The Real Reason We Eat Freeze-Dried Food On Long Hikes

With summer in full swing, many people are taking advantage of the weather to enjoy their favorite outdoor activities. If you're gearing up for your next big hike, there's a chance you have some of your favorite healthy snacks prepared. But have you considered more time-saving options like freeze-dried food? According to one 2020 study, freeze-dried food, which is food that is flash-frozen and then vacuum-sealed to preserve freshness, is a healthy nutritional alternative to salty snacks. The actual process of freeze drying food doesn't compromise the size and nutrient density of the final product.

While freeze-dried fruit has proven to be a healthy snack, the options don't stop at produce either. There are a variety of shelf-stable meals that are ready to eat with the addition of hot water. While there are some backpacking meals that miss the mark on flavor and consistency, brands like Mountain Rose and Good To-Go have many tasty options (via CleverHiker). The freeze-dried food industry is even expected to expand significantly in the future (per Globe Newswire). While this unique snack is becoming one of America's healthy favorites, freeze-dried food is perhaps most popular with hikers, and here's why.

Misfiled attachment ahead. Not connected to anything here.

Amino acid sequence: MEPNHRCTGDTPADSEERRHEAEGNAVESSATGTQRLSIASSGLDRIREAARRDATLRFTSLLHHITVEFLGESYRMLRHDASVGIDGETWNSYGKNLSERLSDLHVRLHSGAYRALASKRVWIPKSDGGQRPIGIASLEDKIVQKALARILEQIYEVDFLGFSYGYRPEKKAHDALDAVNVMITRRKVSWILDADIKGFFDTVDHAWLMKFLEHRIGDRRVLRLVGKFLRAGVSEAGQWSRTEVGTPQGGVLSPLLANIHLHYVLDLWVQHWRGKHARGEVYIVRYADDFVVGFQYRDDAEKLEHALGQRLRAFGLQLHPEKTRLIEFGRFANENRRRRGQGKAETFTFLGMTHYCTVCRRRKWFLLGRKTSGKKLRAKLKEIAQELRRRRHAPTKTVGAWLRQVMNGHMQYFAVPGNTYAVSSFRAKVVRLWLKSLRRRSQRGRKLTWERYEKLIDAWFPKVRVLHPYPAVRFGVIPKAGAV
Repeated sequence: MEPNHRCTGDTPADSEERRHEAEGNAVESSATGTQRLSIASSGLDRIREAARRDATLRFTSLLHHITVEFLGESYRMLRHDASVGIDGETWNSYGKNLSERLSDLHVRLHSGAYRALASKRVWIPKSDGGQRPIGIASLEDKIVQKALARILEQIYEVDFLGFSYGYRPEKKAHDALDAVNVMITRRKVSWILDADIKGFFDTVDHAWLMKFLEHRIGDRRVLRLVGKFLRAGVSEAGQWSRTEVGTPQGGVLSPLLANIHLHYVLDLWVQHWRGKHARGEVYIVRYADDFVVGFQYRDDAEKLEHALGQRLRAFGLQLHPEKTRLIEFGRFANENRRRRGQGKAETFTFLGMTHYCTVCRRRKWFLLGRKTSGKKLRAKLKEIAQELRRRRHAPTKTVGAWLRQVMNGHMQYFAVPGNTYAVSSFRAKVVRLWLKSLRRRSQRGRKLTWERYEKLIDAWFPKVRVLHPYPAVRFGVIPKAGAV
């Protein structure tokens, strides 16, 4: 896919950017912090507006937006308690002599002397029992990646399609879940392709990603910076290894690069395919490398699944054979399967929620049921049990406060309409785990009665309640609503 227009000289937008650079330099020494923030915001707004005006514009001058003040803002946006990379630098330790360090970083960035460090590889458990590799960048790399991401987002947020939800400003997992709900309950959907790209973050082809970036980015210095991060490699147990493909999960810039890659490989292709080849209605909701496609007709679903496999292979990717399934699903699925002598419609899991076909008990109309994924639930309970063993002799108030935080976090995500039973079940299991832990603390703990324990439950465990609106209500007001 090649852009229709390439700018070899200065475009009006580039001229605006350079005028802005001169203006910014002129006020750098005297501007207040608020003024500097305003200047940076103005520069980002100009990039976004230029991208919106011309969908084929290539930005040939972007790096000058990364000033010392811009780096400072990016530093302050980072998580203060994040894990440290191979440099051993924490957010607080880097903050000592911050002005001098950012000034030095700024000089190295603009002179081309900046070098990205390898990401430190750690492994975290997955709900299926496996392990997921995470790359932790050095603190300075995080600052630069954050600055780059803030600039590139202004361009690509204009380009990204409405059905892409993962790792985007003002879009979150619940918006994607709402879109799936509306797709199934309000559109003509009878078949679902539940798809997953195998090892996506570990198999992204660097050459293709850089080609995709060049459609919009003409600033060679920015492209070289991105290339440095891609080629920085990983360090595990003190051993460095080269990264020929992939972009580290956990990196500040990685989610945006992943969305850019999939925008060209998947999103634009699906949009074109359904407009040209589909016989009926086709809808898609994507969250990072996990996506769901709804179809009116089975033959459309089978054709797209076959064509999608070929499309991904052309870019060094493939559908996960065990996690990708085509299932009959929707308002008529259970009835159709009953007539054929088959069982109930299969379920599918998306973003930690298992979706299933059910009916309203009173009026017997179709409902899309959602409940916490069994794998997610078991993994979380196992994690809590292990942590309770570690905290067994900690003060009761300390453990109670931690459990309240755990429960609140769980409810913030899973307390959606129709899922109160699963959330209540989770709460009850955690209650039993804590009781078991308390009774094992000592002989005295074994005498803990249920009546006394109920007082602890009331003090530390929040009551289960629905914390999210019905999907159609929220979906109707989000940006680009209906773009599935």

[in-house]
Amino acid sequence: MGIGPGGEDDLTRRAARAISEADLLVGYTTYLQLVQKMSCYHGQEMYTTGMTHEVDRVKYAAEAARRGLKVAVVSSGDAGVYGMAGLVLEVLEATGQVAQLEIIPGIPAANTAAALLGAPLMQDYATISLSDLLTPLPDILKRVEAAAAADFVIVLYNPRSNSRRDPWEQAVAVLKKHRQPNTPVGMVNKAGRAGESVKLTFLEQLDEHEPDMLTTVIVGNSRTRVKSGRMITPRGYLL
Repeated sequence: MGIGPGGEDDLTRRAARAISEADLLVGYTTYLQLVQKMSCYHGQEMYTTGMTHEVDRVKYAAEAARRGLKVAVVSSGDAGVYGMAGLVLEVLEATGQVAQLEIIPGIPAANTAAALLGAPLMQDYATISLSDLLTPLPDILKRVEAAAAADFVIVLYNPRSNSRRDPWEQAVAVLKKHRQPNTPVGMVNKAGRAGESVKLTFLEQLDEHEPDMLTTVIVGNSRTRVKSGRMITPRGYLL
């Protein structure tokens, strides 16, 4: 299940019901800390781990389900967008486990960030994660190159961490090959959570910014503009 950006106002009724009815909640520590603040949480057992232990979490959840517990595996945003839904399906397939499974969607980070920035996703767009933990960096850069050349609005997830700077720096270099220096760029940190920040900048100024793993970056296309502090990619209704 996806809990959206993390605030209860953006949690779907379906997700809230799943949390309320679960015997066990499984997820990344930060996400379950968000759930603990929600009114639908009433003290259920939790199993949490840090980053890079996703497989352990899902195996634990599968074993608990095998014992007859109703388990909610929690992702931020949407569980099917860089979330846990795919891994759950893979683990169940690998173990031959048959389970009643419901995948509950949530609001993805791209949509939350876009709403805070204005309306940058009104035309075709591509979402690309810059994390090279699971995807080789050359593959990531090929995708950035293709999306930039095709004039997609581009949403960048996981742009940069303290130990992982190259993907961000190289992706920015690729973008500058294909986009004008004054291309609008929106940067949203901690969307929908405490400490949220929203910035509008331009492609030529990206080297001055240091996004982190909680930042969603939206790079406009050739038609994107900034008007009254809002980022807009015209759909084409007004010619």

Freeze-dried food has practical benefits

Now that you know freeze drying doesn't take away from a food's nutritional value, there are more reasons campers and specifically, hikers, pack freeze-dried meals for even an afternoon in the woods. First and foremost, freeze-dried food weighs less than fresh or dehydrated options, since about 98% of water is removed in the freeze-drying process (via Women's Health). According to The Takeout, each backpacking meal weighs roughly 6 ounces, making them a great choice if you're planning to carry about 20% or more of your body weight (per FarOut).

Another reason hikers enjoy freeze-dried meals is that they are shelf-stable and don't need refrigeration (via USDA). According to Mountain House's website, their freeze-dried meals can last up to 30 years. While that's quite a long time to have chicken and dumplings sitting in your backpack, as long as your packaged meals aren't exposed to extreme heat or cold, you can enjoy them years later without compromised taste or texture. Next time you go for a long hike, you may want to try out a few freeze-dried meals for yourself. There's nothing quite like eating hot beef stroganoff in the middle of the forest.